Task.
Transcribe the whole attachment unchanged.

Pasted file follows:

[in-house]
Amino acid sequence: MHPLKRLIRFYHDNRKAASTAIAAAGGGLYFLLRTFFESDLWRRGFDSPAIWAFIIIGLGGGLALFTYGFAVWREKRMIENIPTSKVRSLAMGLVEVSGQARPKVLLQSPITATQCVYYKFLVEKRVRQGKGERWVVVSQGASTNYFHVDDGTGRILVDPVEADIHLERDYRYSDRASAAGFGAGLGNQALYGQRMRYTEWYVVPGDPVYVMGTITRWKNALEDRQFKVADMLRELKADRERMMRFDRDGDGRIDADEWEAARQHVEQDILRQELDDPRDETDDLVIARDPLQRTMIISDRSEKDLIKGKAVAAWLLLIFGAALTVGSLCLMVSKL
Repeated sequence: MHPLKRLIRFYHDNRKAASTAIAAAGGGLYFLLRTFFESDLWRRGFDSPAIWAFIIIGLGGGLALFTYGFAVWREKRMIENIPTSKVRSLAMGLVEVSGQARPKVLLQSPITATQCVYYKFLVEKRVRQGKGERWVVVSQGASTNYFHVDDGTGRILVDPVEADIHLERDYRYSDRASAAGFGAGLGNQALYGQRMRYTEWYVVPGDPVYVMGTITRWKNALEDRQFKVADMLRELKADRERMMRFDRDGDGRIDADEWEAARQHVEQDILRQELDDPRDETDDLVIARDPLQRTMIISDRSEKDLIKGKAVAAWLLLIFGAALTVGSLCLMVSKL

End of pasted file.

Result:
[in-house]
Amino acid sequence: MHPLKRLIRFYHDNRKAASTAIAAAGGGLYFLLRTFFESDLWRRGFDSPAIWAFIIIGLGGGLALFTYGFAVWREKRMIENIPTSKVRSLAMGLVEVSGQARPKVLLQSPITATQCVYYKFLVEKRVRQGKGERWVVVSQGASTNYFHVDDGTGRILVDPVEADIHLERDYRYSDRASAAGFGAGLGNQALYGQRMRYTEWYVVPGDPVYVMGTITRWKNALEDRQFKVADMLRELKADRERMMRFDRDGDGRIDADEWEAARQHVEQDILRQELDDPRDETDDLVIARDPLQRTMIISDRSEKDLIKGKAVAAWLLLIFGAALTVGSLCLMVSKL
Repeated sequence: MHPLKRLIRFYHDNRKAASTAIAAAGGGLYFLLRTFFESDLWRRGFDSPAIWAFIIIGLGGGLALFTYGFAVWREKRMIENIPTSKVRSLAMGLVEVSGQARPKVLLQSPITATQCVYYKFLVEKRVRQGKGERWVVVSQGASTNYFHVDDGTGRILVDPVEADIHLERDYRYSDRASAAGFGAGLGNQALYGQRMRYTEWYVVPGDPVYVMGTITRWKNALEDRQFKVADMLRELKADRERMMRFDRDGDGRIDADEWEAARQHVEQDILRQELDDPRDETDDLVIARDPLQRTMIISDRSEKDLIKGKAVAAWLLLIFGAALTVGSLCLMVSKL